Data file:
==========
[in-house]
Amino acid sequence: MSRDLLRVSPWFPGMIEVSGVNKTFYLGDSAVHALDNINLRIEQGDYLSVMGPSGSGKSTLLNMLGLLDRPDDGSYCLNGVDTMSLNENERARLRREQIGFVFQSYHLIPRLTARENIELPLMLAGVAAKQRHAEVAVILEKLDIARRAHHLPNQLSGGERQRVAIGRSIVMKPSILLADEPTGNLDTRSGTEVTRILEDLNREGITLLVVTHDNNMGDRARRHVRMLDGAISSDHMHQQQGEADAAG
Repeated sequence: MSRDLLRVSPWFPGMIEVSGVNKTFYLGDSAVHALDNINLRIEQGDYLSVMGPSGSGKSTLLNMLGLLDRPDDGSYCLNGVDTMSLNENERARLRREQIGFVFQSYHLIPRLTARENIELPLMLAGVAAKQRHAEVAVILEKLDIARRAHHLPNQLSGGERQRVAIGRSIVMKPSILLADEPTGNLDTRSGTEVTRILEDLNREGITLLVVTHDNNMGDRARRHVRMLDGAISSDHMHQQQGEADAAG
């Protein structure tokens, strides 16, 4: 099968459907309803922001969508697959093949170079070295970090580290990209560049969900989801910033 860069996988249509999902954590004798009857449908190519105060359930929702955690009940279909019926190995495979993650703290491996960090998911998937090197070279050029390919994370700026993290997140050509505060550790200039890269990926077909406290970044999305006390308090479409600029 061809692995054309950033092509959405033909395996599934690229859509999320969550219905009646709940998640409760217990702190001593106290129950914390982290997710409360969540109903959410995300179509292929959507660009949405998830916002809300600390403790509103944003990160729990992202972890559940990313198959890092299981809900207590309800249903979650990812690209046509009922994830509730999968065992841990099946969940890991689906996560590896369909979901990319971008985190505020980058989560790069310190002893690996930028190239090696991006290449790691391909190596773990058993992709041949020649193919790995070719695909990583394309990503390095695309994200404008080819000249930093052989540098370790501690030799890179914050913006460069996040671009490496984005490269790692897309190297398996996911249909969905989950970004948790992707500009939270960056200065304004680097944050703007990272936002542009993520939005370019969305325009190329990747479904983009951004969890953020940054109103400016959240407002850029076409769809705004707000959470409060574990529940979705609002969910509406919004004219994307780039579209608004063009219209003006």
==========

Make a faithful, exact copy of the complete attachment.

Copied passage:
[in-house]
Amino acid sequence: MSRDLLRVSPWFPGMIEVSGVNKTFYLGDSAVHALDNINLRIEQGDYLSVMGPSGSGKSTLLNMLGLLDRPDDGSYCLNGVDTMSLNENERARLRREQIGFVFQSYHLIPRLTARENIELPLMLAGVAAKQRHAEVAVILEKLDIARRAHHLPNQLSGGERQRVAIGRSIVMKPSILLADEPTGNLDTRSGTEVTRILEDLNREGITLLVVTHDNNMGDRARRHVRMLDGAISSDHMHQQQGEADAAG
Repeated sequence: MSRDLLRVSPWFPGMIEVSGVNKTFYLGDSAVHALDNINLRIEQGDYLSVMGPSGSGKSTLLNMLGLLDRPDDGSYCLNGVDTMSLNENERARLRREQIGFVFQSYHLIPRLTARENIELPLMLAGVAAKQRHAEVAVILEKLDIARRAHHLPNQLSGGERQRVAIGRSIVMKPSILLADEPTGNLDTRSGTEVTRILEDLNREGITLLVVTHDNNMGDRARRHVRMLDGAISSDHMHQQQGEADAAG
């Protein structure tokens, strides 16, 4: 099968459907309803922001969508697959093949170079070295970090580290990209560049969900989801910033 860069996988249509999902954590004798009857449908190519105060359930929702955690009940279909019926190995495979993650703290491996960090998911998937090197070279050029390919994370700026993290997140050509505060550790200039890269990926077909406290970044999305006390308090479409600029 061809692995054309950033092509959405033909395996599934690229859509999320969550219905009646709940998640409760217990702190001593106290129950914390982290997710409360969540109903959410995300179509292929959507660009949405998830916002809300600390403790509103944003990160729990992202972890559940990313198959890092299981809900207590309800249903979650990812690209046509009922994830509730999968065992841990099946969940890991689906996560590896369909979901990319971008985190505020980058989560790069310190002893690996930028190239090696991006290449790691391909190596773990058993992709041949020649193919790995070719695909990583394309990503390095695309994200404008080819000249930093052989540098370790501690030799890179914050913006460069996040671009490496984005490269790692897309190297398996996911249909969905989950970004948790992707500009939270960056200065304004680097944050703007990272936002542009993520939005370019969305325009190329990747479904983009951004969890953020940054109103400016959240407002850029076409769809705004707000959470409060574990529940979705609002969910509406919004004219994307780039579209608004063009219209003006």